The last century has seen a well-intentioned, but largely self-defeating, attempt to improve the honesty, responsiveness, and accountability of our political system by spending more on it. Instead, we have seen the rise of an increasingly well insulated professional political class, the hollowing out of voluntary parties, and the creation of an institutional ratchet which is dragging political thought to the statist establishment left.
1911 saw the first Parliamentary pay structure introduced in an attempt to curb what were perceived to be unaccountable outside influences on MPs’ political priorities and decision-making. It was also an attempt to widen access to political careers. The second of these reasons, however, does not really stand up as a justification. This reform happened at a time when such access was already widening considerably, largely as a result of the “outside influences” – or independent interests, such as trade unions, cooperative societies and philanthropists. The widening access we have seen over the past century would be likely to have occurred anyway. So, we are left with a system which depends for its legitimacy on the somewhat contentious proposition that the last century has seen a profound and remarkable rise in the honesty and fairmindedness of our Parliament.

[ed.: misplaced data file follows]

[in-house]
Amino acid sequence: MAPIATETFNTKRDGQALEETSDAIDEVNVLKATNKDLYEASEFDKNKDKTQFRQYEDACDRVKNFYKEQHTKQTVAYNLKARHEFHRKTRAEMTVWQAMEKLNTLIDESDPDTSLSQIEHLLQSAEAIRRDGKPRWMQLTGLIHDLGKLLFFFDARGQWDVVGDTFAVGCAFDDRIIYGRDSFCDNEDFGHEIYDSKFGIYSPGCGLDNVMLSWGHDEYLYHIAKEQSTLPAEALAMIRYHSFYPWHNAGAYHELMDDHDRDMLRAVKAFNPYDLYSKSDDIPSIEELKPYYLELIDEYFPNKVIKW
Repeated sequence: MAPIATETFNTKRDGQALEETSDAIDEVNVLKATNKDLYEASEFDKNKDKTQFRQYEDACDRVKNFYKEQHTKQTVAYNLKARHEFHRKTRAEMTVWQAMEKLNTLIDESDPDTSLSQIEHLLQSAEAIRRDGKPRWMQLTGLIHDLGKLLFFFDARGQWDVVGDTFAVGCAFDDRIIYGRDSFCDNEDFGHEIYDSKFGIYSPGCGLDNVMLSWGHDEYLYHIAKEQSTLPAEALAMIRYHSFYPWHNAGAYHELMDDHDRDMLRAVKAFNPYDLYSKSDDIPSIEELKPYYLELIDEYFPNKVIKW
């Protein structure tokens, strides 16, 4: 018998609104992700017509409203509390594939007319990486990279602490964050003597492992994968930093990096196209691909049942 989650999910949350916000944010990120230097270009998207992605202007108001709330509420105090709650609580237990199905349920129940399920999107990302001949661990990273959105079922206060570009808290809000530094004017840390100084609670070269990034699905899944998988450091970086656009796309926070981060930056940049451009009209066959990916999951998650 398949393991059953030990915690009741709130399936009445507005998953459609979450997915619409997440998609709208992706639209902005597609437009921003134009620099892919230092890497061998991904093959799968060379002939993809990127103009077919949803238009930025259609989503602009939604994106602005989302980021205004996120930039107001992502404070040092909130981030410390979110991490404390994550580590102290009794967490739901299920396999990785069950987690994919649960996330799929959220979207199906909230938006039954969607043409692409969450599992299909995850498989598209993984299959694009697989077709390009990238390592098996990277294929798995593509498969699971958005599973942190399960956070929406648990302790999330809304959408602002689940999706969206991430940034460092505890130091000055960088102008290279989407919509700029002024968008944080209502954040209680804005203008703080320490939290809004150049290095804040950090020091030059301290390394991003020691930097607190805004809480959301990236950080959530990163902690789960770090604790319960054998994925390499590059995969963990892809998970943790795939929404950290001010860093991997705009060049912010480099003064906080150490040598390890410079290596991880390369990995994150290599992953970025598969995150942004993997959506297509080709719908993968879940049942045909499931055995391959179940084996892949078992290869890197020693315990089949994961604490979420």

The payroll for our MPs, in turn, led to allowances for Peers, MPs’ expenses, and the proliferation of MPs’ staff, and most perniciously of all, Short Money.
Clearly Parliamentarians and their staff must be paid but each extension of the taxpayer’s largesse has helped to establish a career path for the so-called “career politicians” of tabloid ire and a largely unaccountable ecosystem of policy advisors, researchers and party staff insulated from outside influences, contributing to the increasing disconnect between political decision-makers and the wider community. As with any institution, these party machines have developed their own independent interests and agendas.